On the night of Holy Thursday, in keeping with the Jewish tradition that the new day begins at sunset, Greeks begin to commemorate the events of Good Friday, marking the crucifixion, in which the cross is carried around the church, a replica of the body of Jesus often carried behind, only to be symbolically nailed to the cross once the procession makes its way to the front of the altar.

On this Holy Thursday night, back in 1971, when I was 11 years old, my sister and I accompanied my Mom to Three Hierarchs Church. The Twelve Gospel readings pertaining to the Passion were highlighted, in a re-enactment of the crucifixion. After the Fifth Gospel, the church was darkened and the cross was carried around the church in a mournful procession. Atop the cross were three lit candles. I was seated at the end of one of the front pews in the church, with a right aisle up-close view of the cross. The scent of the incense only heightened the sounds and visuals of the moment.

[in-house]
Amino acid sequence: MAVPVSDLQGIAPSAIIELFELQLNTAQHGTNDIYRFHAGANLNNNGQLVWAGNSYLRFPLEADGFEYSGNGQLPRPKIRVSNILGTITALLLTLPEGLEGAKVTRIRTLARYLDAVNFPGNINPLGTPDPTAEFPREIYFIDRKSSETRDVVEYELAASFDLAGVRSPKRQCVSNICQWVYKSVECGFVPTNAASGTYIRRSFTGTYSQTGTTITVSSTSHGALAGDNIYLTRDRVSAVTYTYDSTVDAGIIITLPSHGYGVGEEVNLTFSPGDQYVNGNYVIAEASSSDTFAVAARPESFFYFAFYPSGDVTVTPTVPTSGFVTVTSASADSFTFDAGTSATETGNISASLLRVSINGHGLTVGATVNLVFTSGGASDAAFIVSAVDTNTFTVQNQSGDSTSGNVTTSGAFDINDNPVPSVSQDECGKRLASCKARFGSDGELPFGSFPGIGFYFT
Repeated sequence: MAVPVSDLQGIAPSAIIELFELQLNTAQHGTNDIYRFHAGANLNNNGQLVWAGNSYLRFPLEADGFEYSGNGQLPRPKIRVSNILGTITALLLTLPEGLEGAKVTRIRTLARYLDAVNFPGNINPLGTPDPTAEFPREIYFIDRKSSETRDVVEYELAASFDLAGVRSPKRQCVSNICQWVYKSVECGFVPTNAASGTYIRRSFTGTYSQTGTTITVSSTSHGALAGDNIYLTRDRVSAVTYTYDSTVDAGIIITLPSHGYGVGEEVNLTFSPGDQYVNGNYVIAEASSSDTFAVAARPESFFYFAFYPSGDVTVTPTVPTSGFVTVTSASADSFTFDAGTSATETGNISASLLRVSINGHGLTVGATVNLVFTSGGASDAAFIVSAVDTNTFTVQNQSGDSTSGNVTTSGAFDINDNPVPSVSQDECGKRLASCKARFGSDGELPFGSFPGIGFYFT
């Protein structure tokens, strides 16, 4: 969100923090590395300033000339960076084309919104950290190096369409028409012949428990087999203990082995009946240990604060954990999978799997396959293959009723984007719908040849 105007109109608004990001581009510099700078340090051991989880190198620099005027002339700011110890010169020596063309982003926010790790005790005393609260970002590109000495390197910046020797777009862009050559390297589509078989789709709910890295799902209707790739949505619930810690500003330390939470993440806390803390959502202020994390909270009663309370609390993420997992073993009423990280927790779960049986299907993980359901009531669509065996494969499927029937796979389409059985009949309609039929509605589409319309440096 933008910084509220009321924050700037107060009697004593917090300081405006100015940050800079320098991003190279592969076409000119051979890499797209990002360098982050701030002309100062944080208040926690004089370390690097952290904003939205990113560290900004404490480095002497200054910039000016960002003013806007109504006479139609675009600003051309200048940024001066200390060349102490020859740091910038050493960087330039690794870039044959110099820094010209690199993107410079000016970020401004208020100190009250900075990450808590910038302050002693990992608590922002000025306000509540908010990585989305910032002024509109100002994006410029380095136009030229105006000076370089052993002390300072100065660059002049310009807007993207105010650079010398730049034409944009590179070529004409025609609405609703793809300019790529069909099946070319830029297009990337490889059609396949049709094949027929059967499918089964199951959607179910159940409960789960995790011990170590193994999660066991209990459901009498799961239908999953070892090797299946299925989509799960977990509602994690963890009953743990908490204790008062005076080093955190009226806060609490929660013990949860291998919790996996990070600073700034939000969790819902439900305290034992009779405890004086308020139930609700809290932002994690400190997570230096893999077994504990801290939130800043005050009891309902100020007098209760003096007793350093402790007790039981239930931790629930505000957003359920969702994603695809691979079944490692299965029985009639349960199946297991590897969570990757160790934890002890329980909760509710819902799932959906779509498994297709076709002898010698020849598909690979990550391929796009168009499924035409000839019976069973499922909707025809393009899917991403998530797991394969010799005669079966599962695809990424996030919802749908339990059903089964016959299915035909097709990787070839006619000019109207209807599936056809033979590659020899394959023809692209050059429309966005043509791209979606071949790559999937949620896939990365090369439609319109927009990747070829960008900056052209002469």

As the cross passed by me, the priest tipped it ever so slightly and hot wax from one of the candles dripped right onto my scalp. I let out an “Ow!” so loud that a few people turned around in obvious shock and contempt. Liz started to giggle, and I lost it. My mother saw what happened and kicked me under the pew. She leaned over and whispered in my ear: “Shhh! You got burned because you don’t go to Church!”

Well. This did not make matters better; my sister and I became convulsed with laughter, trying desperately to hide it. While elderly Greek women and men were moved to tears by the solemnity of the service, the tears were literally rolling down our faces, as we tried to contain our hysterics. Somehow, we made it out of that church without getting struck by lightning.

Safely outside, even Mom could not contain her own laughter, just shaking her head over the events of the night.

Memories, hilarious memories …

Hiromi Shinya Memorial Date

As Notablog readers know, I memorialized the trailblazing Dr. Hiromi Shinya in two previous posts back in December 2021 and January 2022. I was just informed by his daughter, Erica Kim, that a memorial service will be held for her father on Sunday, October 9, from 3:30pm at the Marble Collegiate Church, 1 W 29th St, New York, NY 10001.

I don’t know if I’ll be able to attend, but I’m very happy that Dr. Shinya will be so honored.